"Health check" is a term used in pgpool-II. Pgpool-II occasionally checks if PostgreSQL is alive or not by connecting to it and we call it "health check".
There are four parameters to control the behavior of the health check.
health_check_periodThis parameter defines the interval between the health check in seconds. If set to 0, the health check is disabled. The default is 0.
health_check_timeoutThis parameter controls the timeout before giving up the connecting attempt to PostgreSQL in seconds. The default is 20. Pgpool-II uses socket access system calls such as connect(), read(), write() and close(). These system calls could hang if the network connection between pgpool-II and PostgreSQL is broken, and the hung could last until the TCP stack in the kernel gives up. This could be as long as two hours in most operating systems. Apparently this is not good. The solution is setting a timeout before calling those system calls: health_check_timeout. Please note that health_check_timeout must be shorter enough than health_check_period. For example, If health_check_timeout is 20, health_check_period should be 30 or more.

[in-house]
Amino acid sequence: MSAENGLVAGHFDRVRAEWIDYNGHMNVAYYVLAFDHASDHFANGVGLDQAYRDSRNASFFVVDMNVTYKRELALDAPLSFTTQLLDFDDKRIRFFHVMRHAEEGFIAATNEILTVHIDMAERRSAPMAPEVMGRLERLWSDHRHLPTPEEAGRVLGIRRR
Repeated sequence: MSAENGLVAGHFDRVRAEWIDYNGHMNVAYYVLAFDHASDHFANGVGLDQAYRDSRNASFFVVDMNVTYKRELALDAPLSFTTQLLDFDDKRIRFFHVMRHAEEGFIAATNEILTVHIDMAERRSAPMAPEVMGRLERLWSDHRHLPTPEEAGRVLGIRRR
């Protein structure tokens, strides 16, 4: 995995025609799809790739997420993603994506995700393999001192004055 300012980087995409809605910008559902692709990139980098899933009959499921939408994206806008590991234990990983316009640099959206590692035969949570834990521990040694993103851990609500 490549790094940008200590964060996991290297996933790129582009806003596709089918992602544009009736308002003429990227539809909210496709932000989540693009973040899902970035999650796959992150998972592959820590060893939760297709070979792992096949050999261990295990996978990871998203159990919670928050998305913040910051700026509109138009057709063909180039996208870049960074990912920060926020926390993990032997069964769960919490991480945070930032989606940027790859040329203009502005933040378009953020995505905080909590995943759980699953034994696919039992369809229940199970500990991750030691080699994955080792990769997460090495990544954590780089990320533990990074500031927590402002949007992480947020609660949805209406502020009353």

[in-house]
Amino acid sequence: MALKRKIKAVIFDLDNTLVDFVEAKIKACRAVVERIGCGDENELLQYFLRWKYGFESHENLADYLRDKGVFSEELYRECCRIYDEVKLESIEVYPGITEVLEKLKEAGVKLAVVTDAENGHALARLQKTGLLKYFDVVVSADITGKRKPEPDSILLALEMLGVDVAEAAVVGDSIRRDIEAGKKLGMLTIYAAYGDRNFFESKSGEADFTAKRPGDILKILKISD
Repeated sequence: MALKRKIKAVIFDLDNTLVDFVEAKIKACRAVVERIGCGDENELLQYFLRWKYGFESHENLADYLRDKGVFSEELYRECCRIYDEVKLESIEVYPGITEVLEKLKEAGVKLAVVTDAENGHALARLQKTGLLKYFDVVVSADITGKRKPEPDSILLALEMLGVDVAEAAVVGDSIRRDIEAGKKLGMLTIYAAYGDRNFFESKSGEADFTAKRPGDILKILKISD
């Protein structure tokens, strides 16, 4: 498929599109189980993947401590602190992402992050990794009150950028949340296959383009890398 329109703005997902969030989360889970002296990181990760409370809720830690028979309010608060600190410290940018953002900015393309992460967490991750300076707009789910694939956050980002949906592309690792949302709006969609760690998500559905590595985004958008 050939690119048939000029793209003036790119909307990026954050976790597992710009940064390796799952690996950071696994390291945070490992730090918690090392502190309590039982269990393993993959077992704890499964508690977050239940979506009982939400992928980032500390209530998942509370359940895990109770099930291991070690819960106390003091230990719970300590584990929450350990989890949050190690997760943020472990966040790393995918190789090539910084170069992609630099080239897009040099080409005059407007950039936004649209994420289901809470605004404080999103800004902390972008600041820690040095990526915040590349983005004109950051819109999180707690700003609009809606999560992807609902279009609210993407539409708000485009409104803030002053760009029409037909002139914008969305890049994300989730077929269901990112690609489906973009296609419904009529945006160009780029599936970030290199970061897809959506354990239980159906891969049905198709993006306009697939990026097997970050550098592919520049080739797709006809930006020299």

health_check_retry_delaySometimes network connections can be temporary unstable for various reasons. If health_check_max_retries is greater than 0, pgpool-II tries to repeat the health check up to health_check_max_retries times or succeeded in the health check. Interval between each retry is defined by health_check_retry_delay. The default for health_check_max_retries is 0, which disables the retry. The default for health_check_retry_delay is 1 (second).
Please note that "health_check_max_retries * (health_check_timeout+health_check_retry_delay)" should be smaller than health_check_period.
Following setting satisifes the formula.
health_check_period = 40
health_check_timeout = 10
health_check_max_retries = 3
health_check_retry_delay = 1
Please refer to pgpool-II document for more details.